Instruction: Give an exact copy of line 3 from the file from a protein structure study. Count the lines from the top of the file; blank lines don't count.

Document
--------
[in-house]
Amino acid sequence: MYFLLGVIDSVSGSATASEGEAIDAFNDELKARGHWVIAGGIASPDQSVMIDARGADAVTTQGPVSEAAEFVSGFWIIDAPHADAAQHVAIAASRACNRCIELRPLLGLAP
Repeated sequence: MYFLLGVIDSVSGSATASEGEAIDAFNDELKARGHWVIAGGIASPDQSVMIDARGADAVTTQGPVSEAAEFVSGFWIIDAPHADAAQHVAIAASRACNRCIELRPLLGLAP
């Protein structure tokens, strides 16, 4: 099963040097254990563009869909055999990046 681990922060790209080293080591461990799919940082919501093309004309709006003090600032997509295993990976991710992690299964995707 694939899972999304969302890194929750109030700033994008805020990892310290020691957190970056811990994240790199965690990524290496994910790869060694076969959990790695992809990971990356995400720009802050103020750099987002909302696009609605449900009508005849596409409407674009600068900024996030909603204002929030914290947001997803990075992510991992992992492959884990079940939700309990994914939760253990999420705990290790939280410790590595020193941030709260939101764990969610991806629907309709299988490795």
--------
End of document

Repeated sequence: MYFLLGVIDSVSGSATASEGEAIDAFNDELKARGHWVIAGGIASPDQSVMIDARGADAVTTQGPVSEAAEFVSGFWIIDAPHADAAQHVAIAASRACNRCIELRPLLGLAP